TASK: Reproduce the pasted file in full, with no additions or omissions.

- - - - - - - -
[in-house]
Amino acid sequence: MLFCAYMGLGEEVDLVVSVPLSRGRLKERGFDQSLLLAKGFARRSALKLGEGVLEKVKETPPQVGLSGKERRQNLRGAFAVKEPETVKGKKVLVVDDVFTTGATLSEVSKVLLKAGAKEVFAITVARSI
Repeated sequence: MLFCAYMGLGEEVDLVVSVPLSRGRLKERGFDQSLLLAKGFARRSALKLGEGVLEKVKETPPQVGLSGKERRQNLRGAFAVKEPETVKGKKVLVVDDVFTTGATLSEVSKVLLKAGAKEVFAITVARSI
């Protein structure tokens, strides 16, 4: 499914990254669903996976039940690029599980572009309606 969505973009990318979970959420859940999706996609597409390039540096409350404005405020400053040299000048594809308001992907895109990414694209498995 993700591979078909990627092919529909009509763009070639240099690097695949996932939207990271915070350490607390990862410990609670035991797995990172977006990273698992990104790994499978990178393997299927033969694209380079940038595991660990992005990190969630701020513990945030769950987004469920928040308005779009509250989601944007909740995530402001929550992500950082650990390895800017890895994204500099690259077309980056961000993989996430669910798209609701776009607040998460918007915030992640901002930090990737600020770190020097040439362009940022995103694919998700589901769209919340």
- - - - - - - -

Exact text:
[in-house]
Amino acid sequence: MLFCAYMGLGEEVDLVVSVPLSRGRLKERGFDQSLLLAKGFARRSALKLGEGVLEKVKETPPQVGLSGKERRQNLRGAFAVKEPETVKGKKVLVVDDVFTTGATLSEVSKVLLKAGAKEVFAITVARSI
Repeated sequence: MLFCAYMGLGEEVDLVVSVPLSRGRLKERGFDQSLLLAKGFARRSALKLGEGVLEKVKETPPQVGLSGKERRQNLRGAFAVKEPETVKGKKVLVVDDVFTTGATLSEVSKVLLKAGAKEVFAITVARSI
């Protein structure tokens, strides 16, 4: 499914990254669903996976039940690029599980572009309606 969505973009990318979970959420859940999706996609597409390039540096409350404005405020400053040299000048594809308001992907895109990414694209498995 993700591979078909990627092919529909009509763009070639240099690097695949996932939207990271915070350490607390990862410990609670035991797995990172977006990273698992990104790994499978990178393997299927033969694209380079940038595991660990992005990190969630701020513990945030769950987004469920928040308005779009509250989601944007909740995530402001929550992500950082650990390895800017890895994204500099690259077309980056961000993989996430669910798209609701776009607040998460918007915030992640901002930090990737600020770190020097040439362009940022995103694919998700589901769209919340």